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Mondrian on crack: NC Dance Theatre is 40 

When the lowlight in an evening of dance is a choreography by the legendary George Balanchine, you'd ordinarily assume that the company presenting the program had been overreaching in attempting the work of the great New York City Ballet master. But in the case of North Carolina Dance Theatre, celebrating its 40th anniversary with a program called Director's Choice, it was an exceptional company on an exceptional night at Knight Theater.

For all of Addul Manzano's elegance partnering the graceful Alessandra Ball in Tchaikovsky Pas de Deux, Balanchine's 1960 reclamation of music long missing from a revised edition of Swan Lake, the piece looked rather pallid after the sizzling sensuality of Salvatore Aiello's Satto (Wind Dance). Yet NCDT director Jean-Pierre Bonnefoux's choice to conclude the celebration, the world premiere of Dwight Rhoden's Reflections Of ..., upstaged Balanchine's gem even more resoundingly with its exuberant hyper-energy.

The evening began thrillingly enough with the Bubenic brothers' Le Souffle de l'Èsprit, an amazingly apt work to bookend Rhoden's premiere. This work not only filled the Knight stage with over a dozen dancers, as would Reflections Of ..., it placed them in front of a huge picture frame. In Rhoden's piece, the projection screen within the frame "reflected" a fast-moving parade of works by Charlotte art icon Romare Bearden. In Souffle, we began with a hugely magnified detail of a drawing. Only when it receded could we recognize the first of a succession of works by Leonardo da Vinci.

Jiri Bubenic is the choreographer of the 2007 piece, but his brother Otto's contributions — including costume designs, video, and the chunks of the musical score sandwiched around the Bach, Pachelbel, and Roman Hoffstetter — were just as crucial to the overall effect. Otto's music gave way to Bach's "Air on a G String" at about the time the Da Vinci scenography coalesced into the first of a series of drawings of female faces. At that same moment, a trio of somewhat moribund male dancers dressed chastely in white were joined onstage by a pair of females in complementary outfits. Activity livened considerably with these female onsets, leaving no doubt who personified "l'Èsprit" in the brothers' concept.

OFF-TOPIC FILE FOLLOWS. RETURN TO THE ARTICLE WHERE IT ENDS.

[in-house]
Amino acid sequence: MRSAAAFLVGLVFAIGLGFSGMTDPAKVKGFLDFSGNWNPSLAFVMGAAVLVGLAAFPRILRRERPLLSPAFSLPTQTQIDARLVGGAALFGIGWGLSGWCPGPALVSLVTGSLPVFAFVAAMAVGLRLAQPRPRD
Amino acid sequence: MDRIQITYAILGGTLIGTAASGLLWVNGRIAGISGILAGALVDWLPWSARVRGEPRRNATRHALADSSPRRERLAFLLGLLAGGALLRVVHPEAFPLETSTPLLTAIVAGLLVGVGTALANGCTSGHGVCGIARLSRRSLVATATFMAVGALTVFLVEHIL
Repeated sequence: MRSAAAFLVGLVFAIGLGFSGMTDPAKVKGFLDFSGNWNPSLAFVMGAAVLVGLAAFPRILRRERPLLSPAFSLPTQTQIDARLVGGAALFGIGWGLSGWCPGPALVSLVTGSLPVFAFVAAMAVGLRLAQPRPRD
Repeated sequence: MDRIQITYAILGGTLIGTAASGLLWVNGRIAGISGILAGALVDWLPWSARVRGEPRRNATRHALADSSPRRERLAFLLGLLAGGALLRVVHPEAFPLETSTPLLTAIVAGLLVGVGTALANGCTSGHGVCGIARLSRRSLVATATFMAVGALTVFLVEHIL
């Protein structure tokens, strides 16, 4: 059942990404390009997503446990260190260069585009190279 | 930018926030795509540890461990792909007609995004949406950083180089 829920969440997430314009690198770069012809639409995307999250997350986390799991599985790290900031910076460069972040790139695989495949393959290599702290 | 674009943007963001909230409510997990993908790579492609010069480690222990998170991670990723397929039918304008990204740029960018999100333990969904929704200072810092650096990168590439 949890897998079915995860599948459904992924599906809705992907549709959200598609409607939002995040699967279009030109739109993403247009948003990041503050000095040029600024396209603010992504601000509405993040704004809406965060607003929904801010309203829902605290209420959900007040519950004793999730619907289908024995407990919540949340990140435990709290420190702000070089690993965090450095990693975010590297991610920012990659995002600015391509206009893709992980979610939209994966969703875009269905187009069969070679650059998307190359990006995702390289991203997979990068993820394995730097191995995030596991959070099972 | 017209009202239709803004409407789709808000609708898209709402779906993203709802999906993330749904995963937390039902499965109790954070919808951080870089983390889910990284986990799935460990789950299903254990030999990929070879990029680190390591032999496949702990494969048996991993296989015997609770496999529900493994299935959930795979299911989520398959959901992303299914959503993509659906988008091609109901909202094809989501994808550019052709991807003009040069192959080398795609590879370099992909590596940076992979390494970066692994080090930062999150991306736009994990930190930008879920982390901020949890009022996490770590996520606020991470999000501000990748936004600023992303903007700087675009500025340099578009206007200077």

Manzano was certainly a key component here, taking a central position with Max Levy and Pete Walker in the solemn opening, performing a solo after the ensuing quintet, and at the climax of the chaste bacchanal set to Pachelbel's "Canon," reappearing with his torso bared. We circled back nearly to the beginning as Otto's music reprised, with the trio becalmed until a wench jumped into Levy's arms before the blackout.

Satto was last performed here in 2005, marking Sasha Janes' debut in the scant loincloth opposite Mia Cunningham. While Janes reprised his exotic role, Anna Gerberich replaced Cunningham in the vaguely reptilian bodysuit. The primal jungle magic is further conjured by Janes and Gerberich dancing in a narrow, slatted band of brilliant light by Randall Henderson to a fluting music score by Katshtoshi Nagasawa and Chip Davis. Primeval abruptly turned psychedelic whenever Janes or Gerberich moved swiftly across the light, creating a strobe effect.

No doubt about it, Bearden inspired Rhoden to his folksiest, joyfullest choreography yet. Eighteen dancers are in the concept with a score that ranges from Duke Ellington's "It Don't Mean a Thing" to traditional church Gospel hymns to Bach's "Jesu, Joy of Man's Desiring." The vitality, variety, and jubilant African-American spirit of the piece warrant mention in the same breath as Alvin Ailey's Revelations — except for the costumes. Make no mistake, the kaleidoscopic variations on the same basic design by Christine Darch are absolute knockouts, like Mondrian on crack. They just don't change during Reflections Of ... or take us on an epic journey as Revelations does. But the one groove we stay in, amid the swirl of Bearden imagery, is mighty fine.

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